Let’s face it, football is inherently rather boring. It’s just a bunch of guys running around after a ball, there’s all these barely intelligible rules and yet, for some baffling reason, hundreds if not thousands of people will gleefully watch this and hurl obscenities at their TV screens when their team lets the other team do a goal.
Why you’d want a game of this when you could be playing Farming Simulator 2018 or going for nice long walks to hatch little monsters from their eggs is anyone’s guess. That’s probably why Size Five Games, AKA Dan Marshall, has decided to charge as little as possible for his football game, Behold the Kickmen. As good as it is, you need to be able to have favourable comparisons to the price of cups of coffee, pints of beer, pints of milk, and other consumable liquids. Considering you can buy it now for £2.79 (actually less, because it’s got a launch discount), it stacks up pretty well.
Truth be told, one of the most enjoyable things about Behold the Kickmen up until the moment you play it has been Dan Marshall’s steady stream of amusing tweets about its development process. As a fan of his steampunk heist ’em up The Swindle – which is really great, by the way – seeing his veritable fever dream of tweeting about the early stages of Behold the Kickmen’s creation was fantastic. Dan’s not a football fan, he doesn’t know the “real” rules of the game, and he very much doesn’t even want to.
Everything about this game has been pushed through the lens of someone who thinks the fervour surrounding football is excessive and ridiculous, then filtered through someone with a great sense of humour. The famously difficult to understand offside rule is twisted into a deus ex machina event that strikes out of the blue, creating a danger zone across half of the circular pitch at any time, scoring a goal rewards you with a little kiss from the referee (or is that umpire?), the best team in the world is Brazil United, the tutorial gradually covers more and more of the screen with interesting “facts” about the sport. The list of silliness goes on and on.
Yet it actually, and somewhat ironically, does understand what football actually is, or more accurately, what football video games are. Gearing up for a shot or a tackle is hugely overblown, slowing the game down, bringing up bombastic screen-wide visual effects and, in the case of shooting at goal, making it more likely that the ball will spray off in a completely different direction to the one you’d intended as the aiming cone widens. Passing the ball is sharp and snappy, with a clear little line drawn between the Soldier you’re in control of and the one he’ll pass to, you’ve also got sprinting, the ability to keep control of the ball when tackling, aftertouch once you’ve done a Big Kick, dodges and Goldkeeper fumbles and abysmal positioning.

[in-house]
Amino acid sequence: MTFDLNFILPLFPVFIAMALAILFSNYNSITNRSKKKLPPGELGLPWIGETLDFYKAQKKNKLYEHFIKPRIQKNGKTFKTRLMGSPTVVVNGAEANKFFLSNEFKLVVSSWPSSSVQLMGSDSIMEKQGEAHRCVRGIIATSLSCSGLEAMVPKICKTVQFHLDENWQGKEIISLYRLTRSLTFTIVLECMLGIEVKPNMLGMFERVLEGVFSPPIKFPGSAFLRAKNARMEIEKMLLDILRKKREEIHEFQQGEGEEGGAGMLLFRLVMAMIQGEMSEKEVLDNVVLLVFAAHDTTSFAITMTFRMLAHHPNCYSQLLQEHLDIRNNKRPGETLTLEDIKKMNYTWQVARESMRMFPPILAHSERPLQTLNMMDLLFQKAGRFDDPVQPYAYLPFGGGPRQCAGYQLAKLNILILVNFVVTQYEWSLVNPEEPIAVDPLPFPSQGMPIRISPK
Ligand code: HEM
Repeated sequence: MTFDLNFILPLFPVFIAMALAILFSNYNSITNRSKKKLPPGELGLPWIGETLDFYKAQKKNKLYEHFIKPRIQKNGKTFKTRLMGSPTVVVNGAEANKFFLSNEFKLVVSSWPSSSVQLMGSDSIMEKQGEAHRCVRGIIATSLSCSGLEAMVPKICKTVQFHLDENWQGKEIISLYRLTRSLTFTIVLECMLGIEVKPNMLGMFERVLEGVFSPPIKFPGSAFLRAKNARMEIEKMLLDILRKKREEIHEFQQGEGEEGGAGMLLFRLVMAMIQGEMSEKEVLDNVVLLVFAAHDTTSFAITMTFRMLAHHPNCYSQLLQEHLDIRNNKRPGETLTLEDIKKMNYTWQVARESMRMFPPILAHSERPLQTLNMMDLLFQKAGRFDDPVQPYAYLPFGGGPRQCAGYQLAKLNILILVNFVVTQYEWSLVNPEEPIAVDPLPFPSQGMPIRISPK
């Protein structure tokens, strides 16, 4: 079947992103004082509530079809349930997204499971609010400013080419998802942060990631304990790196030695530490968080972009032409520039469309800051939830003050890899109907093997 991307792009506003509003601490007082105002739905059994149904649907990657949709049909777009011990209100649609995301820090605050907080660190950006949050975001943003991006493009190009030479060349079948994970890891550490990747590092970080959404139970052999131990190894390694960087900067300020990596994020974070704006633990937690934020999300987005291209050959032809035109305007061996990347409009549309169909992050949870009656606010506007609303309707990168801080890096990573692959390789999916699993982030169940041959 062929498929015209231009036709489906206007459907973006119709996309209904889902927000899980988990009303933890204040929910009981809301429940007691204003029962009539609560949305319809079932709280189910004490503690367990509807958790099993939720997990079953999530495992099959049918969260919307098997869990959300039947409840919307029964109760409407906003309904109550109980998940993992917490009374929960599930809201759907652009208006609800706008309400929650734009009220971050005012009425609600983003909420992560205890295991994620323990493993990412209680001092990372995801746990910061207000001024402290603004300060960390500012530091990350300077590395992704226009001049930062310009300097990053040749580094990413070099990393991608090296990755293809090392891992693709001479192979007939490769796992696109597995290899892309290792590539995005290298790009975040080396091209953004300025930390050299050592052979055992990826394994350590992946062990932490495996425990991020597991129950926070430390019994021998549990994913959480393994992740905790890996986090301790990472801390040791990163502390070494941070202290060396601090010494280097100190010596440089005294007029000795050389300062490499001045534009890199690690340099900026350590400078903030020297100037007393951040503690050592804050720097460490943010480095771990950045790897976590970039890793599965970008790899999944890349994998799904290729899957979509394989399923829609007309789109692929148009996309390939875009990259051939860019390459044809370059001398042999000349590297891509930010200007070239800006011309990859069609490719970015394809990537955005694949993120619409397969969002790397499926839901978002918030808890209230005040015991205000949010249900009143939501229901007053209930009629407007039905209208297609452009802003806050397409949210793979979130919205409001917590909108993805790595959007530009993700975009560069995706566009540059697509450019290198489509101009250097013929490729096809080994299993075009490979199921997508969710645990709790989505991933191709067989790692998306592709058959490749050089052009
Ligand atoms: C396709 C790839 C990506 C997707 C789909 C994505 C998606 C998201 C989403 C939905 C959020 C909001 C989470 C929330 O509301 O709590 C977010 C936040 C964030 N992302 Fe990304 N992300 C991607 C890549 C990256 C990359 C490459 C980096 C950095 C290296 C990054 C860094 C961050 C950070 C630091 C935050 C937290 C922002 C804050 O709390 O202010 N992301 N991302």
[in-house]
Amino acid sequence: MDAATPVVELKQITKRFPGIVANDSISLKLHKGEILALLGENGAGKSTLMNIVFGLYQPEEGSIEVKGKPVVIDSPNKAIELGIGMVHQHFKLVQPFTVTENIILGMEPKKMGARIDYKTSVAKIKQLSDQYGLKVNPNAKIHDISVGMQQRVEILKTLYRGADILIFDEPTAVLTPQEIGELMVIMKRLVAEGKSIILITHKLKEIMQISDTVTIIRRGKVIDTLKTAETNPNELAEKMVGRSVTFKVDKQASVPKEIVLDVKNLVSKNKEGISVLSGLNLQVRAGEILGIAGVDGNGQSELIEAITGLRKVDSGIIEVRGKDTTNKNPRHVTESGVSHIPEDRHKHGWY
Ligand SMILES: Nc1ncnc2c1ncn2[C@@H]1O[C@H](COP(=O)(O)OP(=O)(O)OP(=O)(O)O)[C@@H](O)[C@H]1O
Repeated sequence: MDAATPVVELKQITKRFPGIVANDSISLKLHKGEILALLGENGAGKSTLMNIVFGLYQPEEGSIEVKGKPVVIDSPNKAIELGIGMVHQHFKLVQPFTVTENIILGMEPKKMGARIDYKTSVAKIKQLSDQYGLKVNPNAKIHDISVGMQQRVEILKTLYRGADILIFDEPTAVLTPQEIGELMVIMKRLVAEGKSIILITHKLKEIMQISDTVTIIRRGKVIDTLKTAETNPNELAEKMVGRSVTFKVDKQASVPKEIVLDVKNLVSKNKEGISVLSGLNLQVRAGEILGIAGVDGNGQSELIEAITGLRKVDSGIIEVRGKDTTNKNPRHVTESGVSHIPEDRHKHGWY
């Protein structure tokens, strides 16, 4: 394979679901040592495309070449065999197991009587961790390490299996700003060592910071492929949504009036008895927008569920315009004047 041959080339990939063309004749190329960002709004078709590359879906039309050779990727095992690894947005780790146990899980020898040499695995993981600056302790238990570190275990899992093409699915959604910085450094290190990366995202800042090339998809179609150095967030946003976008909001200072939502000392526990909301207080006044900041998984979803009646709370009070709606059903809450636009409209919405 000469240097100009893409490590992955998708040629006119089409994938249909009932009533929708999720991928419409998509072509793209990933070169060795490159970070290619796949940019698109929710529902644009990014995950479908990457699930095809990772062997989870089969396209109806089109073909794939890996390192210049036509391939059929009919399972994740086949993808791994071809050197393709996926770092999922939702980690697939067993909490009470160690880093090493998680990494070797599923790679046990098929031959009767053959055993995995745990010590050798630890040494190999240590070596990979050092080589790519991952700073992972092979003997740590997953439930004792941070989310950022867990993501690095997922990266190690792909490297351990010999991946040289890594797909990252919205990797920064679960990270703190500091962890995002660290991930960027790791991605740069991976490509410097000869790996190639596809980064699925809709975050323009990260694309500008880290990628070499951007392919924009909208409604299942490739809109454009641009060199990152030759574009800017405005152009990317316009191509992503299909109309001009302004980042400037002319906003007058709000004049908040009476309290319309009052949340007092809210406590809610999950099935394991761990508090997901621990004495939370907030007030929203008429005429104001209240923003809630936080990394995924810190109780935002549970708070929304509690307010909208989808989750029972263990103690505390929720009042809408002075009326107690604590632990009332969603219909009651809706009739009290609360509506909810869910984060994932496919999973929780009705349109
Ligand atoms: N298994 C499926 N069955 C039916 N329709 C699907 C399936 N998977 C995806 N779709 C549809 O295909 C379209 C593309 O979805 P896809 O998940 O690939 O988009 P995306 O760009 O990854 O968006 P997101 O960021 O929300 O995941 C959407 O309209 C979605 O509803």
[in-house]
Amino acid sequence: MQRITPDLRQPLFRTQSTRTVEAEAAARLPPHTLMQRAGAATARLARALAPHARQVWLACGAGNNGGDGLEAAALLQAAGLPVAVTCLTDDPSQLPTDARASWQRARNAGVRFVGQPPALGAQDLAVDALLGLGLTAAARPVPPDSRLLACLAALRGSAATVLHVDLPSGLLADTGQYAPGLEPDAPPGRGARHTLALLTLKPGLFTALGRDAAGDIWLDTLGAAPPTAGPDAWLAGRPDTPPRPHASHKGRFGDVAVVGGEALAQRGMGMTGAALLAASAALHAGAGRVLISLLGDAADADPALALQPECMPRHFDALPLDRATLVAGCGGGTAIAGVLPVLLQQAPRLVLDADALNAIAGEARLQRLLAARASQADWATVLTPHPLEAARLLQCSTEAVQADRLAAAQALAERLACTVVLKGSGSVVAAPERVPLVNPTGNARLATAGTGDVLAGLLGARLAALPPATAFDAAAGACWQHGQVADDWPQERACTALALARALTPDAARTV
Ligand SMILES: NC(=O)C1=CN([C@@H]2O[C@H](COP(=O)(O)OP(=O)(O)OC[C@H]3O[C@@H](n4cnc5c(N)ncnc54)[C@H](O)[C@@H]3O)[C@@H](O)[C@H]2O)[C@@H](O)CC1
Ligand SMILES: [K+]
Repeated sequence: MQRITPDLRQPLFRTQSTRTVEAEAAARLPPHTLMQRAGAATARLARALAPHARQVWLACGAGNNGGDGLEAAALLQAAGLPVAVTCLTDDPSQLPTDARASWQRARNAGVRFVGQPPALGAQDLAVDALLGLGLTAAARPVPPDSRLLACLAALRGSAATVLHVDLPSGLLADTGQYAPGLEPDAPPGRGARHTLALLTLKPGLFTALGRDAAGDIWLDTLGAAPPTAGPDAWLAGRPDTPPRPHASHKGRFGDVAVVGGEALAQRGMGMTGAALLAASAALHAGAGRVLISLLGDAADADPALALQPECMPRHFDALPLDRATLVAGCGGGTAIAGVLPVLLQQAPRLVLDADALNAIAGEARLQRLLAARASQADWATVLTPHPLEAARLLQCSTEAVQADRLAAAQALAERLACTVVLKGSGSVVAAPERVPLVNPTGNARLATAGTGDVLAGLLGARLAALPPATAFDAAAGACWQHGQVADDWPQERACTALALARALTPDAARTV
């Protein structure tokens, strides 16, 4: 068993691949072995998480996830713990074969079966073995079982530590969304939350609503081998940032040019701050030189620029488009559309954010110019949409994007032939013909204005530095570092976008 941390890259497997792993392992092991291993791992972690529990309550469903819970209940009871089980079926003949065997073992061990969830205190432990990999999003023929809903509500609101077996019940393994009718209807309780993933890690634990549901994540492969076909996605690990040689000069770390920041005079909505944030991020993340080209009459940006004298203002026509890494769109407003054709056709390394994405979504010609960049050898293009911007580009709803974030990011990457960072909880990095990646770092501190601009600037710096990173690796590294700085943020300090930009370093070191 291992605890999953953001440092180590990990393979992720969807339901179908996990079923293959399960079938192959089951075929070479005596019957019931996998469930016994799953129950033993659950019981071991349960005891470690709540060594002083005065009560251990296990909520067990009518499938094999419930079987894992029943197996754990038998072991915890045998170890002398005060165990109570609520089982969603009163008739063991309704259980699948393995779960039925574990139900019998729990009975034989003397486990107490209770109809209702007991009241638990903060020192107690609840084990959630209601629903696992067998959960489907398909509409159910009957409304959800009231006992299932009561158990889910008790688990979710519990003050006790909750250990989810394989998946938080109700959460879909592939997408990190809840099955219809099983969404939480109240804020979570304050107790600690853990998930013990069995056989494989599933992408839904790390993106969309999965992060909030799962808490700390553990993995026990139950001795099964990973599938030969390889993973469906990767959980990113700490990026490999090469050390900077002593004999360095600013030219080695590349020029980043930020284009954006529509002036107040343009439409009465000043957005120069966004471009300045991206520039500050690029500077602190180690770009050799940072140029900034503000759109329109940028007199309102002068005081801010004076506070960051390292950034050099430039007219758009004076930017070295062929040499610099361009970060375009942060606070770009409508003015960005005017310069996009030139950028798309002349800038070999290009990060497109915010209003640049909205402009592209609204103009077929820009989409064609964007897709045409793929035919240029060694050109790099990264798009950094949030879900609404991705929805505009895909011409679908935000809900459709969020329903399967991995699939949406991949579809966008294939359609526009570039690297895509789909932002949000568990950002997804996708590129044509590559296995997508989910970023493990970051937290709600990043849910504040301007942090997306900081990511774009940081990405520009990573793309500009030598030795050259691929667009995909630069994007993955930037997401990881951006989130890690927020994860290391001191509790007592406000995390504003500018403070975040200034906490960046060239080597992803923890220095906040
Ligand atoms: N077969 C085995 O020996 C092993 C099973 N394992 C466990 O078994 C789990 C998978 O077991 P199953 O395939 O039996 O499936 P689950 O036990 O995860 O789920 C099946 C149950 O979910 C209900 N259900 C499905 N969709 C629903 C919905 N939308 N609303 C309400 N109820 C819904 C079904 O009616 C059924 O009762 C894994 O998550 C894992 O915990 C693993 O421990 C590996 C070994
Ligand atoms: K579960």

Yes, it’s taking all of these ideas to the extremes, but a lot of this is actually not that far removed from what you’ll see in FIFA or PES. Another thing it has in common with FIFA is a story mode, with a rags to riches tale as you battle your way up through the Big Boring British Football Spreadsheet. Your self-named character immediately comes across the ridiculous Pedro Brutus of Brazil United, and you then play match after match, unlocking each new move as you go – you don’t even start with the ability to pass or tackle. It’s here that Dan Marshall gets to stretch his comedic legs, and leads to the surprise that Kickmen is purely single player.
There’s other signs that Dan didn’t really know if this would be good and/or successful, with a number of rough edges, such as the mouse-only menus in a game that demands the use of a controller in the splash screens when you start the game, and how awkwardly tiny some screens are.
I’ll forgive those menu faux pas, simply because the music’s so damn good. Just like the story artwork, the music has common ground with The Swindle, but it’s cranked up to 11. It’s like a playlist of chip tunes played at 2x speed, and speaking of narcotics, like having speed converted into musical form and then poured into your ear canals. It’s probably too excessive for most, but I love it.
Honestly, Behold the Kickmen is nonsense, but it’s good nonsense. It’s the kind of nonsense that you dream up when you’re messing around and chatting with your mates, but it’s been turned into a video game, and it kind of just about works. Behold the Kickmen is really quite rough around the edges, but it manages to be a game that I think will somehow be appreciated by those who love sports games and those who hate them.
Also, it’s only £2.79 and if enough people buy it Dan might be convinced to add multiplayer, fix up the menus, and potentially bring a Kickmen game to console.